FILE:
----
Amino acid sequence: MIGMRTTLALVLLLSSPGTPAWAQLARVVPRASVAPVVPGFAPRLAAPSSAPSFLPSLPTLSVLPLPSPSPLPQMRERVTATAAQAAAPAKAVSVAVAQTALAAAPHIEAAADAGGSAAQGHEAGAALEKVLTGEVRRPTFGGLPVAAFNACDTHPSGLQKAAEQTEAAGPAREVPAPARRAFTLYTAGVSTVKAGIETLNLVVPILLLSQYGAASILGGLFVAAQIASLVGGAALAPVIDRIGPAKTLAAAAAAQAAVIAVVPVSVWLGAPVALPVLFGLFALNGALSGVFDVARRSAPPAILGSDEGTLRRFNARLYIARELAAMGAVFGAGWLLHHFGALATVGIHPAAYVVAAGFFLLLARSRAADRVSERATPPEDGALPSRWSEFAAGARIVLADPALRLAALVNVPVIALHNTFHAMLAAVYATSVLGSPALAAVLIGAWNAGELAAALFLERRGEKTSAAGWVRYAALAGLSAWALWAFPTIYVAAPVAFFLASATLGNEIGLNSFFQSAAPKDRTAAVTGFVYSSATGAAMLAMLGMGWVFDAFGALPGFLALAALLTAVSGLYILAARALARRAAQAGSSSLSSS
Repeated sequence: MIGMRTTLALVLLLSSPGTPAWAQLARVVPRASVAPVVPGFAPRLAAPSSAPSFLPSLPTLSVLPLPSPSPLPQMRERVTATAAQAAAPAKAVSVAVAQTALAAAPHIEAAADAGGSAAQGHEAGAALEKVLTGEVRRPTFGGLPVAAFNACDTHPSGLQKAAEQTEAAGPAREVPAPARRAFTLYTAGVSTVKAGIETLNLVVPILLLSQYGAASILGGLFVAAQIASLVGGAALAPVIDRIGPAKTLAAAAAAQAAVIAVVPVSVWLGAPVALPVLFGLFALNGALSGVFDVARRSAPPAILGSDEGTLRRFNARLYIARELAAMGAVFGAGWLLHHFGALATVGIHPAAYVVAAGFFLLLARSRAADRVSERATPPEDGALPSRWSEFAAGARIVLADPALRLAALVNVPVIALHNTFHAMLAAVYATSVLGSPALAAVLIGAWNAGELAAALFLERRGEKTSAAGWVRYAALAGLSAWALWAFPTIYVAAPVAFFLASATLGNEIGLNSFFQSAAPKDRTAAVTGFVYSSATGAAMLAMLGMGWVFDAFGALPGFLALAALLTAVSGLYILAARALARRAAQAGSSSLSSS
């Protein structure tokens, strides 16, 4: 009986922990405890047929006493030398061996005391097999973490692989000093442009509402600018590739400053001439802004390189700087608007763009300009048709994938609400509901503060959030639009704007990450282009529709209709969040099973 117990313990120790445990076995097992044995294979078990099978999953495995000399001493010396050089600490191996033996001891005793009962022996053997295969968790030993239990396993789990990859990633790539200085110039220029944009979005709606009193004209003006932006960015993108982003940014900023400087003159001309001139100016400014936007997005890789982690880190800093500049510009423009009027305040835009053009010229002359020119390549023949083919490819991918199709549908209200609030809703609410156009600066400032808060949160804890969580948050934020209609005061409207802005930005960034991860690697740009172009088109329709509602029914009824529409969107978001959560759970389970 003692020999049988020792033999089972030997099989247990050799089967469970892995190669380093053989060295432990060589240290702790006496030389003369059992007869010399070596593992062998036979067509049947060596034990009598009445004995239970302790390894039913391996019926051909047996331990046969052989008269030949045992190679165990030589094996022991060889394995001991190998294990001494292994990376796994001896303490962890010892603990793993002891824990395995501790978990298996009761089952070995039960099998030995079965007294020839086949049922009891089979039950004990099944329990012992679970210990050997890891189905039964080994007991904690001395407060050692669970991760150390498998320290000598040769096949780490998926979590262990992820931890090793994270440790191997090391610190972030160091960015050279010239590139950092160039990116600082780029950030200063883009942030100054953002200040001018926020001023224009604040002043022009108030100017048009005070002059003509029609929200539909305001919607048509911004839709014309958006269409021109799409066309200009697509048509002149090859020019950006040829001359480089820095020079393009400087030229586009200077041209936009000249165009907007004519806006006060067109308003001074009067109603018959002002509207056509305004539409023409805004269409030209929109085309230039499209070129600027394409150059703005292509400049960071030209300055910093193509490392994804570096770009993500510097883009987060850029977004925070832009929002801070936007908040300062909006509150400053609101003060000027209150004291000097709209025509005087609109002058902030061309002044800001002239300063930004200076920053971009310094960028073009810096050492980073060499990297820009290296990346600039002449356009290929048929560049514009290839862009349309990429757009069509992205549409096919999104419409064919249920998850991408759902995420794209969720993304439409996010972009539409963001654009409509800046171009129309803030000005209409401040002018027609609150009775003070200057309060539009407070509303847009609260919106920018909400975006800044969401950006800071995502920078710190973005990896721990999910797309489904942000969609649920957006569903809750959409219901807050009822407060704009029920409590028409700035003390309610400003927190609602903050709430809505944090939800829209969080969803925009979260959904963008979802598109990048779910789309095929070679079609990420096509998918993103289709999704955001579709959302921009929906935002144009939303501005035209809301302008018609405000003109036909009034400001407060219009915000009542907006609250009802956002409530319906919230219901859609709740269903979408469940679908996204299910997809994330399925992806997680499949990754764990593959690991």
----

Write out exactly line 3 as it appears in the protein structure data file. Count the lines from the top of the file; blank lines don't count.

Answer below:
């Protein structure tokens, strides 16, 4: 009986922990405890047929006493030398061996005391097999973490692989000093442009509402600018590739400053001439802004390189700087608007763009300009048709994938609400509901503060959030639009704007990450282009529709209709969040099973 117990313990120790445990076995097992044995294979078990099978999953495995000399001493010396050089600490191996033996001891005793009962022996053997295969968790030993239990396993789990990859990633790539200085110039220029944009979005709606009193004209003006932006960015993108982003940014900023400087003159001309001139100016400014936007997005890789982690880190800093500049510009423009009027305040835009053009010229002359020119390549023949083919490819991918199709549908209200609030809703609410156009600066400032808060949160804890969580948050934020209609005061409207802005930005960034991860690697740009172009088109329709509602029914009824529409969107978001959560759970389970 003692020999049988020792033999089972030997099989247990050799089967469970892995190669380093053989060295432990060589240290702790006496030389003369059992007869010399070596593992062998036979067509049947060596034990009598009445004995239970302790390894039913391996019926051909047996331990046969052989008269030949045992190679165990030589094996022991060889394995001991190998294990001494292994990376796994001896303490962890010892603990793993002891824990395995501790978990298996009761089952070995039960099998030995079965007294020839086949049922009891089979039950004990099944329990012992679970210990050997890891189905039964080994007991904690001395407060050692669970991760150390498998320290000598040769096949780490998926979590262990992820931890090793994270440790191997090391610190972030160091960015050279010239590139950092160039990116600082780029950030200063883009942030100054953002200040001018926020001023224009604040002043022009108030100017048009005070002059003509029609929200539909305001919607048509911004839709014309958006269409021109799409066309200009697509048509002149090859020019950006040829001359480089820095020079393009400087030229586009200077041209936009000249165009907007004519806006006060067109308003001074009067109603018959002002509207056509305004539409023409805004269409030209929109085309230039499209070129600027394409150059703005292509400049960071030209300055910093193509490392994804570096770009993500510097883009987060850029977004925070832009929002801070936007908040300062909006509150400053609101003060000027209150004291000097709209025509005087609109002058902030061309002044800001002239300063930004200076920053971009310094960028073009810096050492980073060499990297820009290296990346600039002449356009290929048929560049514009290839862009349309990429757009069509992205549409096919999104419409064919249920998850991408759902995420794209969720993304439409996010972009539409963001654009409509800046171009129309803030000005209409401040002018027609609150009775003070200057309060539009407070509303847009609260919106920018909400975006800044969401950006800071995502920078710190973005990896721990999910797309489904942000969609649920957006569903809750959409219901807050009822407060704009029920409590028409700035003390309610400003927190609602903050709430809505944090939800829209969080969803925009979260959904963008979802598109990048779910789309095929070679079609990420096509998918993103289709999704955001579709959302921009929906935002144009939303501005035209809301302008018609405000003109036909009034400001407060219009915000009542907006609250009802956002409530319906919230219901859609709740269903979408469940679908996204299910997809994330399925992806997680499949990754764990593959690991």